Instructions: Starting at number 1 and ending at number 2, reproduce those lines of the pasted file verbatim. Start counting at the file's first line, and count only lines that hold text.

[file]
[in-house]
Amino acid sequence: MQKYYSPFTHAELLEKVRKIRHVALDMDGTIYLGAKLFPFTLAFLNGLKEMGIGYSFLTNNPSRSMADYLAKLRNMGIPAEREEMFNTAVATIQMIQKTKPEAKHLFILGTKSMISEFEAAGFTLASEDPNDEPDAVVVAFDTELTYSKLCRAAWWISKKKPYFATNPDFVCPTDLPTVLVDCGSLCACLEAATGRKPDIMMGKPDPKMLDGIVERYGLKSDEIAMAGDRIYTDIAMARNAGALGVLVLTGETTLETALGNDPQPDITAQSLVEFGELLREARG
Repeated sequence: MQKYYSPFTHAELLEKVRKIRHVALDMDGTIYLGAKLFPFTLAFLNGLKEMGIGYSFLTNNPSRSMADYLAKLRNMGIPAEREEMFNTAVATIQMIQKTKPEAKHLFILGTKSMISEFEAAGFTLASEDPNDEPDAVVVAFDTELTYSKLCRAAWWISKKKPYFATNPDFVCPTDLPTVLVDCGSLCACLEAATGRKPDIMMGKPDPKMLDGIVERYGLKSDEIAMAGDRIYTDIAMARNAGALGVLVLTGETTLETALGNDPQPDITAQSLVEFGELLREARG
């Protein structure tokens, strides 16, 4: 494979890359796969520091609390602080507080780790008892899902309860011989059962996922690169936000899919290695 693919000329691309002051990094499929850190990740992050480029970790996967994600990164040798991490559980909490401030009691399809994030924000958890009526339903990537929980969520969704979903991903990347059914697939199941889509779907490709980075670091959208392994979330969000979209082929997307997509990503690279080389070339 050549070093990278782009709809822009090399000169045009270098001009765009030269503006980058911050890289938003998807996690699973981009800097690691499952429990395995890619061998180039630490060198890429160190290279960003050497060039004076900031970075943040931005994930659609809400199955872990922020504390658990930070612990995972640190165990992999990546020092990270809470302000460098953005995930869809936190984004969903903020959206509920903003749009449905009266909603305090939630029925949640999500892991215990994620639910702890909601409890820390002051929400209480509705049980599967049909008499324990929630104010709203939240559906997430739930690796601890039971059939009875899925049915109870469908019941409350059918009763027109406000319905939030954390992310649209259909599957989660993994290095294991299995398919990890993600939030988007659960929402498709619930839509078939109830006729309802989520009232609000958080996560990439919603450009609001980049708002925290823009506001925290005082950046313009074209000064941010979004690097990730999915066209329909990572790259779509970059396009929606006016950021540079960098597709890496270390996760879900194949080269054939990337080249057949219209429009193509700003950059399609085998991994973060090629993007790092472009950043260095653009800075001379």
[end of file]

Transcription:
[in-house]
Amino acid sequence: MQKYYSPFTHAELLEKVRKIRHVALDMDGTIYLGAKLFPFTLAFLNGLKEMGIGYSFLTNNPSRSMADYLAKLRNMGIPAEREEMFNTAVATIQMIQKTKPEAKHLFILGTKSMISEFEAAGFTLASEDPNDEPDAVVVAFDTELTYSKLCRAAWWISKKKPYFATNPDFVCPTDLPTVLVDCGSLCACLEAATGRKPDIMMGKPDPKMLDGIVERYGLKSDEIAMAGDRIYTDIAMARNAGALGVLVLTGETTLETALGNDPQPDITAQSLVEFGELLREARG